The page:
• During March 2000, on Minister for Industry's call a meeting was held at SMEDA Lahore, where after discussing problems of the sugar industry a proposal was moved by Mr. Razzak Dawood of the long awaited demand of PSMA for "Long Term Vision" based on the mechanism for improvement in yield and recovery, as sugar "Productivity Enhancement Programme". PSMA submitted its proposal to the Expert Advisory Cell appointed by the Ministry of Industry.

Subsequent meetings were held in this connection and the draft proposal was discussed. Special on site meetings, of the Minister for Industry and Minister for Food and Agriculture were arranged in Sindh and Punjab Zones, in an effort to introduce and discuss the programme with growers.

Pivotal point of the proposal was to establish "development zones" with the sugar mills as model farming areas with incentives to the farmers and the millers. The workability of the proposal is still not finalized and after the last meeting in May' 2001, further progress is not known.

• In May 2000 and later in June 2000 a strong move was made, by the MINFAL with an expression that the sugarcane act needs be fully revised, as the Act in its present form is obsolete. Millers and growers were called to these meetings, but after active and objective discussions the move fizzled out without any result and future reference.

• MINFAL after having run a trial farm of sugar beet in Sindh tried to propagate for sugar beet plantation to replace sugarcane on the basis of its low irrigation water demand. While such trials are to be carried for atleast three years, the Millers were not taken into confidence for conversion and additional equipment to handle beet slicing. Moreover it was known that in NWFP the beet slicing starts at the end of sugarcane crushing, whereas its maturity in Sindh would be over lapping the cane crushing. PSMA did not attend the presentation at MINFAL.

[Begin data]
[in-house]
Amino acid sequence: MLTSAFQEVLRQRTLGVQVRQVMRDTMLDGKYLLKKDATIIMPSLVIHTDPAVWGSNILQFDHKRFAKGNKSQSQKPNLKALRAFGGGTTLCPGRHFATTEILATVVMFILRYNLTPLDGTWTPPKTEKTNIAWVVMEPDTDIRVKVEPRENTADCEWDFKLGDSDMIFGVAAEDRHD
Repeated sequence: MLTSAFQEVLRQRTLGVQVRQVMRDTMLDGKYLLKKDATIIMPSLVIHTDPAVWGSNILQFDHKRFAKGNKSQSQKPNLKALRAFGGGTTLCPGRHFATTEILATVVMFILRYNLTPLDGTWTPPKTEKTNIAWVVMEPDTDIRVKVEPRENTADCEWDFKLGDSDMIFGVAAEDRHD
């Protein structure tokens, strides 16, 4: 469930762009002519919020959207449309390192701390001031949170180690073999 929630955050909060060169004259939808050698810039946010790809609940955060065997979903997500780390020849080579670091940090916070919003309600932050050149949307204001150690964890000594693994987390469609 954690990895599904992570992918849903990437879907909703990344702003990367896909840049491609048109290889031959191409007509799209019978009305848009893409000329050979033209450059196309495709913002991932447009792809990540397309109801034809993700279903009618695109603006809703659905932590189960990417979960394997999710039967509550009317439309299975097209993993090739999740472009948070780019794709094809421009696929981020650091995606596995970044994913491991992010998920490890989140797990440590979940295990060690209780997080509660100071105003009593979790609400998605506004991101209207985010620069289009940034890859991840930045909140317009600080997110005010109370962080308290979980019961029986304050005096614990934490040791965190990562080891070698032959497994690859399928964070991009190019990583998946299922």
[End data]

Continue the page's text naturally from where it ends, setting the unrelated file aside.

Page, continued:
• After approval of the Central Executive Committee, the case for increase in the rate of annual subscription and sharing of PSMA Centre with Zones, was put up to the General Body at the 3rd Extra Ordinary General Meeting held at Lahore on 11th August 2001 and was approved unanimously. Thus item 5(a) & 5(b) of the Article of Association stand amended.

• Hon. Minister for Commerce and Industry joined us at the 3rd Extra Ordinary General Meeting in Lahore, where beside discussions on different aspects of the sugar industry, Mr. Razzak Dawood asked for PSMA's comments on the Support Price for sugarcane. He informed the members that proposal for enhancement of sugarcane support price is on the anvil, while a general support exists for the free market mechanism. He also informed the members that instead of support price a system of " Indicative price" is also under consideration. He asked the members to convey to him their comments after detail discussion at zonal level. Later ECC in its meeting held on 17th Sept. enhanced the sugarcane price to Rs. 42 / 43 as indicative price.

The sugar industry is faced with the persistent attitude that lacks objective approach on sensitive matters. Factual figures are ignored during policy making where a consistent laid down sugar policy workable during the years of short fall and abundance is needed. We are optimistic that better and proper attention will be given to the sugar industry based on its merits.

To conclude, I would like to thank the Zonal Chairmen, Central and Zonal Executives Committees, all members of PSMA and the secretariat of PSMA offices for their co-operation and support.

22nd October, 2001 Thank you, Ashraf W. Tabani